They cover a ton of stuff in the remaining chapters and appendixes including using RESTful services from desktop applications using Windows Forms and WPF, using Silverlight 2.0, JavaScript, the ASP.NET MVC Framework, WCF 3.5, IIS 7.0, and Azure. Every chapter goes deep enough into the topic to give you a great start down the right path of using the technology.

The book is a very pleasant read and is well organized.

The downloadable code is very usable, well organized, and contains some great example implementations.

I also have noticed the authors are keeping the accompanying web site up to date and have already released a code fix.

If you want to learn the ins and outs of RESTful Services using .NET technologies, this book is the ticket.

I highly recommend this book.
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Format: Paperback
.Net developers now have several technology options for building applications that consume and/or serve up RESTful services. This book provides tutorials on potentially popular .Net 3.5 and up technology options, including the relatively new ASP.Net MVC and Azure (Cloud Computing) Services Frameworks (the latter is still a technology preview, but download links are provided). The book begins with two helpful chapters that introduce RESTful concepts in great detail and provide guiding principles for designing RESTful Services. Desktop (i.e., WinForms and Windows Presentation Foundation) and Web (i.e., Silverlight 2.0) Client technologies for consuming RESTful Services are tackled next (code samples provided include code for a simple PhotoManager Service which is discussed in greater detail in later chapters). Chapter Five (IIS [7.0] and ASP.Net Internals and Instrumentation) is a special chapter that sets things up for later discussions of server-side technologies, which starts with a discussion in Chapter Six of how to build a basic home-grown RESTful Services Framework for use with plain ASP.Net applications using only HTTPHandlers, UriTemplate, UriTemplateMatch, and UriTemplateTables. The remaining chapters then show you how it's possible to build more complex applications using increasingly more sophisticated technologies such as ASP.Net MVC, Windows Communications Framework (WCF), ADO.Net Data Services, and Azure Cloud Computing Services.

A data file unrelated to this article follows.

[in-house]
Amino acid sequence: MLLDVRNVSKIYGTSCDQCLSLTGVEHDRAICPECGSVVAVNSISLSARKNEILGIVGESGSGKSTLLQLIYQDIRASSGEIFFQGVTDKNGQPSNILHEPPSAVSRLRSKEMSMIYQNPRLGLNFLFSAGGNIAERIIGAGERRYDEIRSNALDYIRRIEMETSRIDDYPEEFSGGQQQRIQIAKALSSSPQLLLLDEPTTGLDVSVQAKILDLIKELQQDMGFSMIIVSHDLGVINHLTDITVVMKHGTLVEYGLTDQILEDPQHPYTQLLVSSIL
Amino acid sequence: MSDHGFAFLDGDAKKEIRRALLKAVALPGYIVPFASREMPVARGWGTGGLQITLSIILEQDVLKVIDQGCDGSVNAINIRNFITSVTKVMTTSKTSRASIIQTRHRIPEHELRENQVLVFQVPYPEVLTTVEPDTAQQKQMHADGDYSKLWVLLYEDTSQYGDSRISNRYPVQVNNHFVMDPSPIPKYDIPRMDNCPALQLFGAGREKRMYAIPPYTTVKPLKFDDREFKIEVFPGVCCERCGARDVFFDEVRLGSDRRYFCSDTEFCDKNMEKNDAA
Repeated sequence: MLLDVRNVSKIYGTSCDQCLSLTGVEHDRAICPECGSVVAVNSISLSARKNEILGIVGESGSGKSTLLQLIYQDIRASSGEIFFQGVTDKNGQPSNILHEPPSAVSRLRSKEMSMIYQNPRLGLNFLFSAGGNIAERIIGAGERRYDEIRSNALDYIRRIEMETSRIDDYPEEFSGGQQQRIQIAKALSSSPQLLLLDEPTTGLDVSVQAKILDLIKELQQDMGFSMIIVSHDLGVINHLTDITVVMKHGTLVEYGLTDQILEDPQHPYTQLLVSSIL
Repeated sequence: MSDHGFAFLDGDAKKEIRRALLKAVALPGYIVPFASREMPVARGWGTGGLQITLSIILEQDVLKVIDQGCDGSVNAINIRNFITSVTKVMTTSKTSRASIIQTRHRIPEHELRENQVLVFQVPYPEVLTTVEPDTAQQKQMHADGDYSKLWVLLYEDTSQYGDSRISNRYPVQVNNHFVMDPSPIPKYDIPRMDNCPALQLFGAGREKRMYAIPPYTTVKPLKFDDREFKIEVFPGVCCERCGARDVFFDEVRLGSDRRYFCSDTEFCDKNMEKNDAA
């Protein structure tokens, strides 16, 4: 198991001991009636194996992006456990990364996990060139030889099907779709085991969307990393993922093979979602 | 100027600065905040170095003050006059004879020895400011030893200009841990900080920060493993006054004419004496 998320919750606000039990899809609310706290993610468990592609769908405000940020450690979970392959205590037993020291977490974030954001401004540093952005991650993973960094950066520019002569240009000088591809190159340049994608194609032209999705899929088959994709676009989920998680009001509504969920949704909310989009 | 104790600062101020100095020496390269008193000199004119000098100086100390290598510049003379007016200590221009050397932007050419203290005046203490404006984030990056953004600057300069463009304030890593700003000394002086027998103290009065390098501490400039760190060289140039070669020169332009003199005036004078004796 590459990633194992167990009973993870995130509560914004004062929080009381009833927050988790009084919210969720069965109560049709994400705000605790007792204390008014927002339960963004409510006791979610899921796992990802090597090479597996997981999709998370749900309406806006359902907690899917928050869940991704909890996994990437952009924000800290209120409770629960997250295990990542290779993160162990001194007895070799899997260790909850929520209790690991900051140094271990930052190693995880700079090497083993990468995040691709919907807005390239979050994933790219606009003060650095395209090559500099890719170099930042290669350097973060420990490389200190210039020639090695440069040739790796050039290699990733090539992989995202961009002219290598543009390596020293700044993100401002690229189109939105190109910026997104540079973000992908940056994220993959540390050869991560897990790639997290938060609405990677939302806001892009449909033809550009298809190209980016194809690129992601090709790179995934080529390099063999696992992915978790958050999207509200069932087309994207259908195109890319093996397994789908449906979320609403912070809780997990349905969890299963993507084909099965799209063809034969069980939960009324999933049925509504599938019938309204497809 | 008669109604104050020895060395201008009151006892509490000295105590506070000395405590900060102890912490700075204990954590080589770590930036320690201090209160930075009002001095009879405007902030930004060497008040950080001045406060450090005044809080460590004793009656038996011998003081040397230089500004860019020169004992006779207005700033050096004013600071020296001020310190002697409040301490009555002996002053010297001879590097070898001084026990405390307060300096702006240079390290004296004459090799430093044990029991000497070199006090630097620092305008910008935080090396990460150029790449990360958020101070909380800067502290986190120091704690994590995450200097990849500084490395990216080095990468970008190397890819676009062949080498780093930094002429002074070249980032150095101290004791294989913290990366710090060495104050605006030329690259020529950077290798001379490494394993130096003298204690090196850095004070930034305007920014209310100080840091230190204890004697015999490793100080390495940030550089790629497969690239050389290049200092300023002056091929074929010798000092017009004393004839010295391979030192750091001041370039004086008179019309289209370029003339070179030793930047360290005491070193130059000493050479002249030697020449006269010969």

The authors do a great job introducing each technology so that even readers who may be unfamiliar with one or more of the covered technologies would still be able to follow the discussion easily if they are somewhat comfortable with XML, JSON, and LINQ. They have definite opinions about how to use some of these technologies effectively and readers will find their advice worth considering. Of course, in deciding to go for breadth of coverage, the authors can only discuss each technology to a certain level of depth.
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It is not the fault of the book, there are some good ideas about Rest expressed. It is simply outdated, for example try to get chapter 3 example working, and you run into one error after another, some specifically because your config is set to 3.5 build and you're using IIS7, or even when you change the build to 4.0 you get bad requests returned-500. So if you want working examples in today's world, don't buy this book.
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Definitely a book if you're looking into how to introduce RESTful architecture in your MS applications, both desktop and web.

It's not a beginner level book. It's for professional MS developers already familiar with SOA. Author reviews internals of various MS frameworks before showing how to develop a RESTful application on them, but his review is more of a refresher than a tutorial. He even goes over XML processing in .NET.

His refreshers of the frameworks and XML allows you to read without interruption. I didn't have to drop the book and pick another reference to understand any of his example applications.

Great deep dive HOW-TO code example for each framework. I didn't run the code, just reading through it was easy and enough for me.

I learned a few new things not related to REST, such as how to load ASP.NET framework without IIS!

A bit dry though; it was hard to stay focused.

You can also buy pdf from the publisher, if you prefer it like I do.
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Although there are advances in .Net 4.0, I recommend this to get a comprehensive learning on what RESTful services are in the .Net world from basics to advanced.
A lot of the core concepts ddn't change in 4.0 (or may not change in the future).